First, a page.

In other words, we believe in your individual experience of transcendent wonder, and your right to it however it is experienced;

-words and deeds of prophetic women and men which challenge us to confront powers and structures of evil with justice, compassion, and the transforming power of love;

And we believe this because without the example of the prophets, saints and troublemakers of this and other eras, we may lose encouragement in our struggles to make this world a better one, and because we don’t offer our members the promise of heaven and the threat of hell;

-wisdom from the world’s religions which inspires us in our ethical and spiritual life;

Which sometimes gets us in trouble, since it opens us up to the criticism that we are a pick one from column a and one from column b kind of religion, but which enlivens our church life immensely and is one of the things I like best about my church;

-Jewish and Christian teachings which call us to respond to God’s love by loving our neighbours as ourselves;

We haven’t thrown the Bible out with the bathwater; the Bible is still important to us, but it has been many long years since the U*Us thought it was the inerrant word of God.

-Humanist teachings which counsel us to heed the guidance of reason and the results of science, and warn us against idolatries of the mind and spirit;

To expand on this, I can do no better than quote Rev Paul Beckel of First Unitarian Universalist Church of Wausau Wisconsin:

What are idolatries of the spirit?  Believing that we have a handle on God.  Believing that our understanding of God is sufficient.  Believing that God can do it all.

What are idolatries of the mind?  … reason itself can become an idol.  And likewise science, without ethics.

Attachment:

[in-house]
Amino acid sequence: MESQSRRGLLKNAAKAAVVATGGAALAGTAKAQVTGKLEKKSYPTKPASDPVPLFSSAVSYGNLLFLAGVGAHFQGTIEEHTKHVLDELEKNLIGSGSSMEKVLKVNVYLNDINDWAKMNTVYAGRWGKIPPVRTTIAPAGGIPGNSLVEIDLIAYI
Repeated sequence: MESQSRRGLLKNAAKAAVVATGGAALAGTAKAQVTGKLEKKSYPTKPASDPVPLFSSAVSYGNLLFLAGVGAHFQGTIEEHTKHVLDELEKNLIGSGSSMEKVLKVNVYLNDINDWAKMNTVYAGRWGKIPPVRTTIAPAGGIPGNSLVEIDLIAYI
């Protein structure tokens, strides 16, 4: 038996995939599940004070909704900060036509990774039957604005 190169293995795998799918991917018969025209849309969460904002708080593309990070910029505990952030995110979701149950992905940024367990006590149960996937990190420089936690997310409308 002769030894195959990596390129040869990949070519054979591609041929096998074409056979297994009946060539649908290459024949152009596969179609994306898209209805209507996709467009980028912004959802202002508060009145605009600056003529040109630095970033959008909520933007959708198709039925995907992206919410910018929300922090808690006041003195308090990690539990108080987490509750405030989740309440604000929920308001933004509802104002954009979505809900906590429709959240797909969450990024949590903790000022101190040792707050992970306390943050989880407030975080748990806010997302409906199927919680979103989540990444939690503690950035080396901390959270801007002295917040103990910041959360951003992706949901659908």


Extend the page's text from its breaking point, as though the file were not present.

Unitarians also draw upon one last source:

-Spiritual teachings of Earth-centred traditions which celebrate the sacred circle of life and instruct us to live in harmony with the rhythms of nature.

That can sound like New Age nonsense.  But as I have myself learned, sometimes to celebrate the sacred circle of life, I must learn from the elders of the human family.  From the First Nations of Canada to the mountains of the Andes, from the hills of Madagascar to the steppes of Russia, there are earth centered traditions which have raised my eyes from my rational comfortable life to a more subtle appreciation of the joy and challenge of this splendid burgeoning of body, soul and intellect, this beautiful and painful life we share.

Unitarianism has forced me to think very long and hard about what I believe, and why I believe it.  It has forced me to confront my unconscious prejudices against people of faith.  It has humbled my intellect, without diminishing or belittling it, and filled me with nourishment — physical, spiritual, musical, emotional.  May it do the same for all seekers who make it their church home.